http://www.lucysquest.blogspot.com

          Custom Painted Saddle Pads and Ornaments

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          • #6
            I would have helped also and then made sure to tell the horse's owner later. Something like, "Oh I held your horse for the vet yesterday and then I had this disturbing thought, what if he wasn't really your vet? He was your vet, right?"

            That way you make yourself happy. I'm sure it was her vet. The odds of some ne'er do well identifying himself and then doing something so obscure as an injection... the odds are long.
            "Random capitAlization really Makes my day." -- AndNirina

            Comment


            • #7
              If I had been there boarding for some time, I probably would've helped. But, if it were me in your situation - being the new boarder - I would've gracefully declined.
              “Riding a horse is not a gentle hobby, to be picked up and laid down like a game of Solitaire. It is a grand passion.” ~Emerson

              Comment


              • #8
                Originally posted by Superminion View Post
                It's not really your job to help.
                What a strange thing to say.

                It's not really my job to slow down for old people crossing the road, or to pick up lost dogs, or render first aid, or call people if I see their horse got injured, or pick up litter, or call 911 if I see your house is on fire, but there a whole lot of helpful things that are part of not being an ass and are therefore part of everybody's role in being a member of a community.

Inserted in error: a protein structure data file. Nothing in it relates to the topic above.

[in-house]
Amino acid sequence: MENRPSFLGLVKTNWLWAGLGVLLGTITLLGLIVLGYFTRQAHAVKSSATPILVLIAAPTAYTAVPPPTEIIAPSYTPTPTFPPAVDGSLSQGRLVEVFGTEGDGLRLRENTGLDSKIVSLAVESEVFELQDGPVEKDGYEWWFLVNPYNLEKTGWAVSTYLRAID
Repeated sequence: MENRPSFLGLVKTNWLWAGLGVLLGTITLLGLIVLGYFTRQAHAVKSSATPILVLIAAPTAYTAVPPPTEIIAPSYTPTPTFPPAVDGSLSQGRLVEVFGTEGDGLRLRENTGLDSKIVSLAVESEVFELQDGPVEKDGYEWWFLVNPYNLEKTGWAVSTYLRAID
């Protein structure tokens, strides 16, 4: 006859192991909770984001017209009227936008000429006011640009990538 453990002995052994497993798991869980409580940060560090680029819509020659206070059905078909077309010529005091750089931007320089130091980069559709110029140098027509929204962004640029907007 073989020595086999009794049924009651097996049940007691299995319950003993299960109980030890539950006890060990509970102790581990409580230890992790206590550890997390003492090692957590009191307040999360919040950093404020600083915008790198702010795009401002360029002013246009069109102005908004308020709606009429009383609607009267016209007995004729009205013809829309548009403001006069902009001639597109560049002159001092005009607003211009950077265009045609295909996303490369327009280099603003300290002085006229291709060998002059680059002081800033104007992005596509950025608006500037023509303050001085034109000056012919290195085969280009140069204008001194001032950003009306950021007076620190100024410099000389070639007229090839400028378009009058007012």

Comment


                • #9
                  It really is a tough situation to be put in. Horse owners are a weird bunch and what one horse owner has no issue with the next goes off the deep end about. If you do not know the horse owner or the vet it is hard to guess what type of situation you might be getting yourself into. What if Dobbin's owner is the type that posts on here about never ever wanting anyone but the BO/BM touching their horse?

                  Comment


                  • #10
                    Originally posted by tangledweb View Post
                    What a strange thing to say.

                    It's not really my job to slow down for old people crossing the road, or to pick up lost dogs, or render first aid, or call people if I see their horse got injured, or pick up litter, or call 911 if I see your house is on fire, but there a whole lot of helpful things that are part of not being an ass and are therefore part of everybody's role in being a member of a community.
                    Totally not the same thing. (And it IS your job to slow down for pedestrians in the road.)